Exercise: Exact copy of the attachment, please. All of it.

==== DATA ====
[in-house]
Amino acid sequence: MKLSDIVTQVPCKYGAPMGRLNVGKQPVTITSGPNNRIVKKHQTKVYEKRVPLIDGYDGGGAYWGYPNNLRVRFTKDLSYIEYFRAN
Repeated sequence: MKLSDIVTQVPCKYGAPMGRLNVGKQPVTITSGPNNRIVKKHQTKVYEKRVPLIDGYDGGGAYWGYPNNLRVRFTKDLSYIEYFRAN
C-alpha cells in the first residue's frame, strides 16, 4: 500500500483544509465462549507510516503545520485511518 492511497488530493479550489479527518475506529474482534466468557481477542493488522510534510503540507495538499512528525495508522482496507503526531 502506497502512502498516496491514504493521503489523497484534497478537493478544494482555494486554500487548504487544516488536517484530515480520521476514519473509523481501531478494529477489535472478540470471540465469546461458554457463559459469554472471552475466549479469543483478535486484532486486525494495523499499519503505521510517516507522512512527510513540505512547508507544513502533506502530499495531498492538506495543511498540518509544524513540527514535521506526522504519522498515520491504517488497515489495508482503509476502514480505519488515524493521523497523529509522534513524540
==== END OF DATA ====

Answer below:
[in-house]
Amino acid sequence: MKLSDIVTQVPCKYGAPMGRLNVGKQPVTITSGPNNRIVKKHQTKVYEKRVPLIDGYDGGGAYWGYPNNLRVRFTKDLSYIEYFRAN
Repeated sequence: MKLSDIVTQVPCKYGAPMGRLNVGKQPVTITSGPNNRIVKKHQTKVYEKRVPLIDGYDGGGAYWGYPNNLRVRFTKDLSYIEYFRAN
C-alpha cells in the first residue's frame, strides 16, 4: 500500500483544509465462549507510516503545520485511518 492511497488530493479550489479527518475506529474482534466468557481477542493488522510534510503540507495538499512528525495508522482496507503526531 502506497502512502498516496491514504493521503489523497484534497478537493478544494482555494486554500487548504487544516488536517484530515480520521476514519473509523481501531478494529477489535472478540470471540465469546461458554457463559459469554472471552475466549479469543483478535486484532486486525494495523499499519503505521510517516507522512512527510513540505512547508507544513502533506502530499495531498492538506495543511498540518509544524513540527514535521506526522504519522498515520491504517488497515489495508482503509476502514480505519488515524493521523497523529509522534513524540